Haggis For One
This week’s prompt… Sky Diving. You have 15 minutes–go!
The year I turned 50, I took 50 items off my bucket list. It seems an easy thing to do, find 50 new experiences to have in a year. It may not be as simple as that.
As with many conundrums, I turned to my friends on Facebook and in the flesh to pitch ideas of things I could do for my monumental year. Things like learning to knit, learning to juggle, and trying goat yoga were popular with the group. Several, who I can only barely call friends at this point, suggested I try haggis or sky diving. I’m sorry haggis, it is not personal, but it is not going to happen and the friends that wanted me subjected to its intestine-y delight have been unceremoniously removed from my Christmas list.
Sky diving though I was not entirely sure I didn’t want to do so I went to the indoor iFly skydiving centre with some friends and some clarity. We did have the time of our lives and I learned something that day I didn’t expect to learn. I am capable of giving up control and allowing something else to guide the ship—in this case, the wind. I learned something else that day too. I’d had enough. Indoor flying with a cushy floor only a few feet away was my idea of sky diving.
It was a few weeks ago that our 15-year-old son announced that for his 16th birthday he wanted to go skydiving. My heart sank like a 50-year-old woman without a parachute. The idea that my baby would throw himself willingly out of an airplane, brought me crashing, metaphorically, to the ground and the fall wasn’t as cushy as I had imagined.
But, I remembered the lesson I learned that day once my heart rate returned. I am capable of giving up control and allowing something else to guide the ship. This ship just so happened to be a 6 foot tall, strong-willed, blue-eyed child. He had been flying with my wind for his whole life and wanted to break free of my slipstream to forge his own path to happiness. I need to be braver than a forkful of haggis with no mustard. He is in control now. I can be his colourful canopy watching him float throughout his life. Sometimes I will help catch his fall, sometimes I will have to watch him eat haggis on his own.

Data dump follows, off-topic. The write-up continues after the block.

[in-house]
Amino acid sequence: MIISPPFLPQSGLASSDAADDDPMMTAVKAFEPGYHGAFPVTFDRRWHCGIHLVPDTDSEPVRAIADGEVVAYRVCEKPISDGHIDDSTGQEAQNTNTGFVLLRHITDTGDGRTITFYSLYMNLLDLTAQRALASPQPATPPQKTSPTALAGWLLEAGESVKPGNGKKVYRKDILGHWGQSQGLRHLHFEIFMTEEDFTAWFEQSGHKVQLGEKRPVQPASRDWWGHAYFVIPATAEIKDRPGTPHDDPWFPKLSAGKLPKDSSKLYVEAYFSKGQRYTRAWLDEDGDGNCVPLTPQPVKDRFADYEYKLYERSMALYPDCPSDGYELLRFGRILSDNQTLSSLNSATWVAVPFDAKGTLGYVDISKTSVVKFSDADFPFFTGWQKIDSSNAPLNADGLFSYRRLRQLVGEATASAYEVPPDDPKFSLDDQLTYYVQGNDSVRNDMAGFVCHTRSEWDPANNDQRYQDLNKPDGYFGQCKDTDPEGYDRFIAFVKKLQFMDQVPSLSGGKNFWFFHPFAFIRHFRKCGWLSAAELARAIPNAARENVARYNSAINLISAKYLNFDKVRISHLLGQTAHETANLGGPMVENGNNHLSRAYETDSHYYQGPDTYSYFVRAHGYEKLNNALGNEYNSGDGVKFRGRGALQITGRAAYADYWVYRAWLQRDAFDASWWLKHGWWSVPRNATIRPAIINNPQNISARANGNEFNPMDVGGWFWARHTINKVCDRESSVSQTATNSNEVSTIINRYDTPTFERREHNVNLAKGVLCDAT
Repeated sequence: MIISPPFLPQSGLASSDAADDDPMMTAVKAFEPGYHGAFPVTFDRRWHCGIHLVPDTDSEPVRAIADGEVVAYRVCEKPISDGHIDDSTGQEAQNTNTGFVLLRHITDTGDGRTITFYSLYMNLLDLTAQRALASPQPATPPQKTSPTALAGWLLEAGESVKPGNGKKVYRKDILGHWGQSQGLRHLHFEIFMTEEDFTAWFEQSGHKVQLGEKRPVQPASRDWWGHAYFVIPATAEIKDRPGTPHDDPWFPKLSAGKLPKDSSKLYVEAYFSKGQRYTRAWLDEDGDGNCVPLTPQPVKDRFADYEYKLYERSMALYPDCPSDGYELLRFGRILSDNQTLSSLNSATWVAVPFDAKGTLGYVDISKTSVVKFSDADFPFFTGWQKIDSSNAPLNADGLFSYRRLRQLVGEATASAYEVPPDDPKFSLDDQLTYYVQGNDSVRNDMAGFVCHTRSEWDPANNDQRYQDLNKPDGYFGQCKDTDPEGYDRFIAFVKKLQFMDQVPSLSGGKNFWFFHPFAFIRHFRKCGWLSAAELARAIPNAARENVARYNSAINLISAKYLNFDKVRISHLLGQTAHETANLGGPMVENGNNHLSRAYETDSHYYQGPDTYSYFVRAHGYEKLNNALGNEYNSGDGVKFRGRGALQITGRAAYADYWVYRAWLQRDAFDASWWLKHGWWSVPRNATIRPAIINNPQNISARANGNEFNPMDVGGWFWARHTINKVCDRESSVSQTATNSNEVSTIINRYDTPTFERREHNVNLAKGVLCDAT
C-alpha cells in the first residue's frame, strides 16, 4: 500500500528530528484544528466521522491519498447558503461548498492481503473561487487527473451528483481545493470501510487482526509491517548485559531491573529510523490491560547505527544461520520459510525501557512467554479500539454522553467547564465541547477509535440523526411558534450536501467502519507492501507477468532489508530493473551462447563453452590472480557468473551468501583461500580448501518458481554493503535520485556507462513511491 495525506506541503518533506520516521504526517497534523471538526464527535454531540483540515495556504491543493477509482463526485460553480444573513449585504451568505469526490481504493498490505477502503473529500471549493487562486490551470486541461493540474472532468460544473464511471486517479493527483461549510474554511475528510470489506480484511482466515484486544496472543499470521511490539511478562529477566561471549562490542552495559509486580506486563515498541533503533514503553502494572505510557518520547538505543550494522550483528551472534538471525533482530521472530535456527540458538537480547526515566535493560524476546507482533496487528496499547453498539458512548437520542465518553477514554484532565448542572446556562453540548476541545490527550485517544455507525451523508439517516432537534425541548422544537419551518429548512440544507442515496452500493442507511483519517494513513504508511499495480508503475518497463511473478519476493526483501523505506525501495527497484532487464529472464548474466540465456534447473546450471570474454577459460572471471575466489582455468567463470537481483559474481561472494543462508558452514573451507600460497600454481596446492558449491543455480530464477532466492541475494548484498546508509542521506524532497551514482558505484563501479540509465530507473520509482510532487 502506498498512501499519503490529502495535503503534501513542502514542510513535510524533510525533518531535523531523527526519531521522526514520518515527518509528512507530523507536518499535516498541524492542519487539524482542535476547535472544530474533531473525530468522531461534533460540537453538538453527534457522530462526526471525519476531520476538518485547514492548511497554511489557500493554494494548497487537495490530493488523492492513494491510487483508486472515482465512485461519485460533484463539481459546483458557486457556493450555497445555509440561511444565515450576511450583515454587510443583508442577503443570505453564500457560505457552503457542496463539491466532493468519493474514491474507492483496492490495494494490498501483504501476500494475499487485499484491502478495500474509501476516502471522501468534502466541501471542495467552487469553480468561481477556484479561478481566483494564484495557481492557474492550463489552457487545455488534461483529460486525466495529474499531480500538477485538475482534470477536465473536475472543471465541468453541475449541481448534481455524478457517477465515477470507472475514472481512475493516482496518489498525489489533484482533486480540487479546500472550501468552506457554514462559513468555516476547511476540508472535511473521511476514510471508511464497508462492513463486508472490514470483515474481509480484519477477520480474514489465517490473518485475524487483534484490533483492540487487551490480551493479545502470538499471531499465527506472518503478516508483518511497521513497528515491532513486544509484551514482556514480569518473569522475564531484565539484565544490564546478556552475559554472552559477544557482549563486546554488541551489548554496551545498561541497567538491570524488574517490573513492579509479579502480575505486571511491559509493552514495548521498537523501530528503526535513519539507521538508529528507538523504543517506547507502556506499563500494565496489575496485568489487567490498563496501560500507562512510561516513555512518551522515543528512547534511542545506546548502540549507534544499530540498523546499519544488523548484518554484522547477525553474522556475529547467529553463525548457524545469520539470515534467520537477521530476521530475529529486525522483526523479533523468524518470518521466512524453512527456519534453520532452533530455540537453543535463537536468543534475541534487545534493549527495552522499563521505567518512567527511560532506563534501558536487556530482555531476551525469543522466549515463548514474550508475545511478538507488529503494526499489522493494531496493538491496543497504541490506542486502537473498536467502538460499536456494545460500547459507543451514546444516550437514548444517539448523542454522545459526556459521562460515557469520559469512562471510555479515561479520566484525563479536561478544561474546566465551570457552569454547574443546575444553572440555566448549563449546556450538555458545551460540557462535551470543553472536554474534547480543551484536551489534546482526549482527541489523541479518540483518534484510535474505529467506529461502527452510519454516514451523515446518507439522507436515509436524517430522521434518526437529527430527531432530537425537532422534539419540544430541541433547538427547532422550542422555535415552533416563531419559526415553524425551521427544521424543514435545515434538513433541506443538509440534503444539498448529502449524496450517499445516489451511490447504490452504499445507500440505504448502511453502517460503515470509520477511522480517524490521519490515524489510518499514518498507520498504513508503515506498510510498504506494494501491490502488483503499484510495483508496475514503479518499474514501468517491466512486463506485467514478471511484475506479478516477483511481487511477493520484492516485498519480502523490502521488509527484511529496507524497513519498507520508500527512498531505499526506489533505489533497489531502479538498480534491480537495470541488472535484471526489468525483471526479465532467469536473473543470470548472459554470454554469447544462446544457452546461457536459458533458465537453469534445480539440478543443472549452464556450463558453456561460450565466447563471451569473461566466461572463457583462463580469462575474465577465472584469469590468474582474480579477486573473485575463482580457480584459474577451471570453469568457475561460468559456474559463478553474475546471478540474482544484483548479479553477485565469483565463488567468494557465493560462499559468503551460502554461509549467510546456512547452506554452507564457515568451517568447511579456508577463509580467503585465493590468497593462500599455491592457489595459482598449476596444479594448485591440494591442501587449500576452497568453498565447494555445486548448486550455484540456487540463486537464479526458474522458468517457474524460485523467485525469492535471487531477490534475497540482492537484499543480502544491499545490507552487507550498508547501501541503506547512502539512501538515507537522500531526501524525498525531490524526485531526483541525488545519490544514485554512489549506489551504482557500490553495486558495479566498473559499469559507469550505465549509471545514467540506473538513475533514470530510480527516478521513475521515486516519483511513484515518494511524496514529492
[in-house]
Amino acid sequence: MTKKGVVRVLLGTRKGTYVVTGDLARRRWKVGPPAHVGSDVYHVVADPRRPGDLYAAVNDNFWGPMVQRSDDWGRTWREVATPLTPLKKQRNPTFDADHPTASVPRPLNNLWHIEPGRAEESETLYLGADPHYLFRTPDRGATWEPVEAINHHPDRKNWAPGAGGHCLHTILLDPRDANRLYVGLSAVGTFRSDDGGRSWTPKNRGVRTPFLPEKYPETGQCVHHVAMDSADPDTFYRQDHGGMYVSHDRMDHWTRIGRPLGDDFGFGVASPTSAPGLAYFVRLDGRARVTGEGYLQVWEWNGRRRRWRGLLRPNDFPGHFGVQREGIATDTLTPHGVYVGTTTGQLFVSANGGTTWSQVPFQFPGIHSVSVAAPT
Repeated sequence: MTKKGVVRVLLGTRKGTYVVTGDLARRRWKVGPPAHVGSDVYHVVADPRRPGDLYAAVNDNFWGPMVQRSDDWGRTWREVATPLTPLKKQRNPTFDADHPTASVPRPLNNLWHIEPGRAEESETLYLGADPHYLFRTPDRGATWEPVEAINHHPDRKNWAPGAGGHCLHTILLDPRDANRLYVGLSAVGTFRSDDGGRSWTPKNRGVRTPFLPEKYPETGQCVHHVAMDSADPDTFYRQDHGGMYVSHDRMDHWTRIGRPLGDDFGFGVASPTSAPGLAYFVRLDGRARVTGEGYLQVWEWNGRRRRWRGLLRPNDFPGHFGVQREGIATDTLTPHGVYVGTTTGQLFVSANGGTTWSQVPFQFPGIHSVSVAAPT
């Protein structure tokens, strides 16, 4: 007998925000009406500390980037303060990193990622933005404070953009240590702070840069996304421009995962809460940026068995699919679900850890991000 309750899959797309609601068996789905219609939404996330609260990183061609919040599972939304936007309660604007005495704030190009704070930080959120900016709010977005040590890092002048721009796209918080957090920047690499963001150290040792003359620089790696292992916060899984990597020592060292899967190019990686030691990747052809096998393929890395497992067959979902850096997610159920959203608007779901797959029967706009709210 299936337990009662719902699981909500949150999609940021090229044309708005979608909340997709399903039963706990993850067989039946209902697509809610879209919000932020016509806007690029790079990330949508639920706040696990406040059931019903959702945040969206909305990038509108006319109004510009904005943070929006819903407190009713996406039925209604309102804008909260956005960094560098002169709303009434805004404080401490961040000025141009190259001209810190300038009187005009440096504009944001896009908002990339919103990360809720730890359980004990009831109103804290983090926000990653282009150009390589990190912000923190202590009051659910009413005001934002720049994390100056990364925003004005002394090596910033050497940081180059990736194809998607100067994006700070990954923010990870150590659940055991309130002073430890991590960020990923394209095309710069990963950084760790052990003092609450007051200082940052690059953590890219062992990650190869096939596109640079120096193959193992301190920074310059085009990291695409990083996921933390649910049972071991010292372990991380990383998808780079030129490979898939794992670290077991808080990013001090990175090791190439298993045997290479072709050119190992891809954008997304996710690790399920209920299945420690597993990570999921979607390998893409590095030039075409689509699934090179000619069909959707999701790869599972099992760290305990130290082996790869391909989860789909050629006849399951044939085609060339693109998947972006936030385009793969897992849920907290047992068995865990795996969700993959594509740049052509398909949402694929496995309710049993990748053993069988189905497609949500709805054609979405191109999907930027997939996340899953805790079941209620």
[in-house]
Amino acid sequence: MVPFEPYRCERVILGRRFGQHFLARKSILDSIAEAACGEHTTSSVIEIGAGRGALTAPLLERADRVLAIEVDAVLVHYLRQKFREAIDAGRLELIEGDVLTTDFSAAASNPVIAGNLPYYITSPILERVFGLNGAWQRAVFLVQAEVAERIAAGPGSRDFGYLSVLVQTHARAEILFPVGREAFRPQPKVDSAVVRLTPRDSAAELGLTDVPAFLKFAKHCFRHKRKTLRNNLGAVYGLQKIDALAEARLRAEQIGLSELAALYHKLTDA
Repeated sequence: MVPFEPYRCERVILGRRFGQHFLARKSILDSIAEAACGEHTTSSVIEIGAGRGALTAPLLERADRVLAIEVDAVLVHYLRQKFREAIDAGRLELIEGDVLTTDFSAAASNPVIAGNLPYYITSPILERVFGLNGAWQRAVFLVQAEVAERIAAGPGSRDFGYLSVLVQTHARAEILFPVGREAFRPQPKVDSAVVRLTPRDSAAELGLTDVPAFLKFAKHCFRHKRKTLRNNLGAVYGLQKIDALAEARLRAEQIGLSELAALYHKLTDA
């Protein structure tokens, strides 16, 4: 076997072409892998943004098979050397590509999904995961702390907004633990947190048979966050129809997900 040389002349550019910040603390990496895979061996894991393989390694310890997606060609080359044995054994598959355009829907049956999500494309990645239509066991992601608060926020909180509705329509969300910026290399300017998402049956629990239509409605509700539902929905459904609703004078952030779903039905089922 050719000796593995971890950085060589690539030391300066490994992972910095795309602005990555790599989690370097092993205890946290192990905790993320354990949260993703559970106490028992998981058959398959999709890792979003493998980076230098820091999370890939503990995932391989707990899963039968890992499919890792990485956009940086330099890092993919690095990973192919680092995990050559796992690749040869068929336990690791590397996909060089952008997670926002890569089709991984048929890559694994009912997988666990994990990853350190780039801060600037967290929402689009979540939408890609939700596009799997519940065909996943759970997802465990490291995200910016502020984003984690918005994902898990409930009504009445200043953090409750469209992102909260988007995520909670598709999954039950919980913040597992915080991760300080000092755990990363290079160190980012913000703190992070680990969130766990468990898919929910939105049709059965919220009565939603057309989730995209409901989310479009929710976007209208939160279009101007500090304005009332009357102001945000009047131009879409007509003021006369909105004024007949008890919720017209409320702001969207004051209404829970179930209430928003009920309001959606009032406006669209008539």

Fifteen Minute Fridays are stories based on writing prompts that I penned in the 15 minutes afforded to me at my weekly writer’s group. They are unedited (except spelling) and are based on one word/phrase. The fifteen minutes includes thinking about your idea, writing it down, and a quick edit if you have time. When we are done our 15-minute writing exercise, we share our stories with everyone in the room. If you played along, please share. If you read my words, please be kind.
Photo by Arnaud Mesureur on Unsplash
Most of your 50 adventures still leave me breathless. I’m sorry to say, I was born ‘gutless’ (so to speak) and in awe of you. But it’s your genes that you passed along to your son so, you know, you 2.0. I feel sorrier for your Mother who not only had to witness you doing all your scary stuff, but now has to watch again as your son imitates those experiences. Hope he has fun! (Couldn’t you take him to the indoor place first and see if he even likes it?)
He is going to the indoor place first… maybe he’ll hate it and we won’t have to watch the real deal.
Sounds like a helluva lot of fun to me.Also, life’s too short to eat intestines! You wrote this in 15 minutes? Wow! I’m impressed. Mona
M.L. James recently posted…To Every Season
Mona, thanks for being impressed (note that I don’t share the crappy ones I write in those 15-minute sessions. The one on ‘The Fragility of Life’ was a stinker and will forever be a reminder that practice, and a good edit, make perfect–or as close as one can get.)
OMG this one scared me.
sorry… it scares me too.
Never done either one. Would love to. Maybe one day. Hate to tell you but I don’t think he’ll hate it.
Arionis recently posted…The Amazing Big Survivor
I agree. I think he’ll love it which is the most terrifying thought of all.
A friend of my mother-in-law decided to try sky diving for the first time on his 80th birthday. He enjoyed it so much he did it again on his 81st birthday and, I think, on a couple of birthdays after that.
Your son has the opportunity and the desire to start early, and I hope he also has a great time.
I’m with you on the haggis, too. It was Mike Myers who said, “I believe most Scottish food was based on a dare.”
That is a great quote! Scottish shortbread the notable exception.